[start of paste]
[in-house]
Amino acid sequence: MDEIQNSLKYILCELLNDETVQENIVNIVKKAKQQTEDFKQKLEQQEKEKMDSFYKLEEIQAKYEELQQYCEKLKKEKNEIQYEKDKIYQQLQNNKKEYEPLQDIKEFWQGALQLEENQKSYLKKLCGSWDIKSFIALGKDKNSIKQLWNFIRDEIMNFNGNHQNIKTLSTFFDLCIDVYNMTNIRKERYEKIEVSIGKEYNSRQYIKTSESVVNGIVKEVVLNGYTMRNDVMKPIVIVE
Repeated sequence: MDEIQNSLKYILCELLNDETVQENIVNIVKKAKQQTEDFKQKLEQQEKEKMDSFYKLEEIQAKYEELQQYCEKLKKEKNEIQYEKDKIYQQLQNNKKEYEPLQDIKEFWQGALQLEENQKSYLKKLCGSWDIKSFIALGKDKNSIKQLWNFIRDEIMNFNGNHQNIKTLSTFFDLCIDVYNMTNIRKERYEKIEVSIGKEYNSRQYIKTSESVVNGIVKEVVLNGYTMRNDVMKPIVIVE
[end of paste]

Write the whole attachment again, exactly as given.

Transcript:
[in-house]
Amino acid sequence: MDEIQNSLKYILCELLNDETVQENIVNIVKKAKQQTEDFKQKLEQQEKEKMDSFYKLEEIQAKYEELQQYCEKLKKEKNEIQYEKDKIYQQLQNNKKEYEPLQDIKEFWQGALQLEENQKSYLKKLCGSWDIKSFIALGKDKNSIKQLWNFIRDEIMNFNGNHQNIKTLSTFFDLCIDVYNMTNIRKERYEKIEVSIGKEYNSRQYIKTSESVVNGIVKEVVLNGYTMRNDVMKPIVIVE
Repeated sequence: MDEIQNSLKYILCELLNDETVQENIVNIVKKAKQQTEDFKQKLEQQEKEKMDSFYKLEEIQAKYEELQQYCEKLKKEKNEIQYEKDKIYQQLQNNKKEYEPLQDIKEFWQGALQLEENQKSYLKKLCGSWDIKSFIALGKDKNSIKQLWNFIRDEIMNFNGNHQNIKTLSTFFDLCIDVYNMTNIRKERYEKIEVSIGKEYNSRQYIKTSESVVNGIVKEVVLNGYTMRNDVMKPIVIVE